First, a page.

Amy Senser, the wife of a former NFL star and the defendant in a fatal hit-and-run trial, testified in court Monday that she didn't see the man her SUV struck and killed that night.
She insisted that the object she hit last summer was not a person, telling the court, "I just never saw him. I didn't see him. It just couldn't have been me."
When asked to describe what the feeling of the impact was like she said: "I've never been in an accident so I wasn't quite sure if I'd hit a pothole or one of those construction signs."
"I remember being jolted by the front," Senser testified. "Not exactly sure what had happened. I assumed I had hit something."
Senser, who is married to Joe Senser, a former Minnesota Vikings tight end, is being tried on three felony counts of criminal vehicular homicide in the death of 38-year-old Anousone Phanthavong. She is accused of failing to stop, failing to contact police as soon as possible and causing Phanthavong's death by driving in a "grossly negligent" manner, according to the Pioneer Press newspaper.
Phanthavong, a restaurant cook, was fatally struck by a sport utility vehicle as he refueled his stalled car on an Interstate 94 ramp in Minneapolis on the night of August 24. Last September an attorney for the Sensers acknowledged that Amy Senser, 45, had been driving the vehicle that hit Phanthavong.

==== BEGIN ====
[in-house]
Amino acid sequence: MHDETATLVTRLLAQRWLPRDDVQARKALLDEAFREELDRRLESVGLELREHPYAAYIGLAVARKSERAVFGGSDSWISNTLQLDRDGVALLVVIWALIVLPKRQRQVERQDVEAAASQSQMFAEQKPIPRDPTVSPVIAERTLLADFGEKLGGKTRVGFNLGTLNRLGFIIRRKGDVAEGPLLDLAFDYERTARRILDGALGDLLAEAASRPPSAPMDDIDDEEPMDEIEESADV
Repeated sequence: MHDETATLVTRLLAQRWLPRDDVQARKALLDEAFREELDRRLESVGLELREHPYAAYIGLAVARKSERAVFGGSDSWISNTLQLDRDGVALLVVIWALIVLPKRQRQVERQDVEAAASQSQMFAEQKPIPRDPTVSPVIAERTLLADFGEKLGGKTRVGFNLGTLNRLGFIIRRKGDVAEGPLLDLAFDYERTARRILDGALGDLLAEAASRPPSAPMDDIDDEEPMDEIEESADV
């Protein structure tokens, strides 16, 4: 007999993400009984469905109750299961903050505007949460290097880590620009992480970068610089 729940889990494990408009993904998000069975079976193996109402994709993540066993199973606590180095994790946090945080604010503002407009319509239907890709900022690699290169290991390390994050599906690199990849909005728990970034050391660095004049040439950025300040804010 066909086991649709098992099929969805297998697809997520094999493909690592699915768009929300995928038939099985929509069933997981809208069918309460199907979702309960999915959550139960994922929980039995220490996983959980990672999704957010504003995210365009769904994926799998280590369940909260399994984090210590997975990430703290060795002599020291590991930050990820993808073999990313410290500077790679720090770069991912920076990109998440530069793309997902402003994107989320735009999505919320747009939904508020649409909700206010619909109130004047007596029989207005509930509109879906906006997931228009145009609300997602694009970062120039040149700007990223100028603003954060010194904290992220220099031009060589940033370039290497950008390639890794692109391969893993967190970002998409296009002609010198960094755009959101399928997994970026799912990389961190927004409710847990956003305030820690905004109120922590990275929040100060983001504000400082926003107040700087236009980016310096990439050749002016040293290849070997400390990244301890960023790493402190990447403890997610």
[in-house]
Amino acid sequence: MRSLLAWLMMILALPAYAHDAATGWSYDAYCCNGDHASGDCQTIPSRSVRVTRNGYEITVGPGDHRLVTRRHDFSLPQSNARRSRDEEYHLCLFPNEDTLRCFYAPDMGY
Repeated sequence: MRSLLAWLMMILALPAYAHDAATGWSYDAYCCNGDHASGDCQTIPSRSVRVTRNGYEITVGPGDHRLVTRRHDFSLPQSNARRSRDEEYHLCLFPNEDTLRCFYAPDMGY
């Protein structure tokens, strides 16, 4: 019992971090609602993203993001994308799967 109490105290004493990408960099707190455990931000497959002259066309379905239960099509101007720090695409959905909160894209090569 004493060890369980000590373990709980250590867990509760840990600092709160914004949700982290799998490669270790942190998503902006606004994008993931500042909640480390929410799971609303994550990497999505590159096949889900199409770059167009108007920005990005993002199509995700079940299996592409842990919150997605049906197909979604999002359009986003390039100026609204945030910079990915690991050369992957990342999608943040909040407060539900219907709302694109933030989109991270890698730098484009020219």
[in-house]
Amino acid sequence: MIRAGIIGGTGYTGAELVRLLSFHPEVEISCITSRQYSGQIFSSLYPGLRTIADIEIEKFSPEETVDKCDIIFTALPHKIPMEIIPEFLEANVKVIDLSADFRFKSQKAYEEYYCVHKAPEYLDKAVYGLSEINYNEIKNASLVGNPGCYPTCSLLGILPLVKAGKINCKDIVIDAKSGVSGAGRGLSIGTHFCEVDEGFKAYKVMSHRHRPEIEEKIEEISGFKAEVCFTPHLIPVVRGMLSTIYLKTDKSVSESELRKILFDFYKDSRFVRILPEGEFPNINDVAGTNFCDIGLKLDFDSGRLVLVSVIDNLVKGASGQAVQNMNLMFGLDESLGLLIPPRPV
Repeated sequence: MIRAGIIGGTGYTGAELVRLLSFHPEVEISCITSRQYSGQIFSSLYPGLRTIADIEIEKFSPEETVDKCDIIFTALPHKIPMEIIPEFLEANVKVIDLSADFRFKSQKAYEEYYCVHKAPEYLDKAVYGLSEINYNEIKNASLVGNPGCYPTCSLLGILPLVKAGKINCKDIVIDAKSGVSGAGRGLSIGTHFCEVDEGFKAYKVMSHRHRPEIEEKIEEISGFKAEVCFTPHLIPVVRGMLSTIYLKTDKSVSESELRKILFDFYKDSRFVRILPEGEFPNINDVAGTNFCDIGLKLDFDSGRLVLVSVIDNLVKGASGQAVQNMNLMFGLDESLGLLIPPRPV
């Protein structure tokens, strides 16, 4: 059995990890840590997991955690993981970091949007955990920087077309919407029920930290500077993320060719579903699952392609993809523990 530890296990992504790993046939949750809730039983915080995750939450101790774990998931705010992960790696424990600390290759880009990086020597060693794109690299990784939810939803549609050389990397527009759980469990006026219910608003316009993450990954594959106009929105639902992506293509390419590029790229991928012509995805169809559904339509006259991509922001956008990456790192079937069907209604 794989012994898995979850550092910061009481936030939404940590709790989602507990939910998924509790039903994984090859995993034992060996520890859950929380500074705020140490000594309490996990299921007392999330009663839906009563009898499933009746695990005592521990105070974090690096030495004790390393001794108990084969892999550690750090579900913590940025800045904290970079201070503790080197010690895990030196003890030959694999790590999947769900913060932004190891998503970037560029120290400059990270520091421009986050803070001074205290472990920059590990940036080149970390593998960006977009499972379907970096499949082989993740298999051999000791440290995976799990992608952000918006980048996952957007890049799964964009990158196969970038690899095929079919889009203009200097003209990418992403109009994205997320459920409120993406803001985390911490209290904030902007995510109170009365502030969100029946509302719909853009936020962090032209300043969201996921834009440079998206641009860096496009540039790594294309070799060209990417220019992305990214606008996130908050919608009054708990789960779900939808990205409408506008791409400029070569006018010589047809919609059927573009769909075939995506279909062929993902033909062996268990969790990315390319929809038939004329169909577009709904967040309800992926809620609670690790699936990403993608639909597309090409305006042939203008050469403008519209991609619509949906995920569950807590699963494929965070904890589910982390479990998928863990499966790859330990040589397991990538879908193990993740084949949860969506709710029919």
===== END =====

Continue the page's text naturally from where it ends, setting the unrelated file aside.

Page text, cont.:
Senser in her testimony on Monday inside Hennepin County District Court in Minnesota gave tearful testimony about that night.
She told jurors that she'd had part of a glass of wine before meeting her daughter and her daughter's friends at a Katy Perry concert in St. Paul, but left early because she wasn't feeling well, intending for her husband to pick up the girls. On her way home, she changed her mind and turned back, but she got lost and called her husband to get the girls.
Senser testified she felt an impact after she exited a freeway in her Mercedes SUV on Aug. 23 in Minneapolis, but said she thought she'd hit a construction barrel or pothole.
Senser said it wasn't until the next morning, when Joe Senser called her outside to look at her car, that she realized how much damage had occurred. The couple then saw a news report on Phanthavong's death.
Prosecutor Deborah Russell pressed Senser on deleting numerous text messages between herself, her daughter, her husband and other people the night of the crash. Senser said she exchanges a lot of texts — 1,400 per month based on a phone bill introduced in court — and frequently deletes them. She said she wasn't trying to conceal evidence.
The Sensers contacted an attorney and authorities the day after the accident, but it was more than a week before Amy Senser acknowledged to police she was the driver.
Senser's husband, teenage daughters, stepdaughter, and several experts have been among the 24 people called to the stand since the trial started April 23.
Experts have testified that it would have been difficult to see Phanthavong or the flashing lights on his car because of the construction, disconnected streetlight and the curving roadway, according to the Minneapolis Star Tribune.
In testimony last week, Senser's stepdaughter, 28-year-old Brittani Senser, said on the stand that she forced her stepmother to admit her involvement in the accident.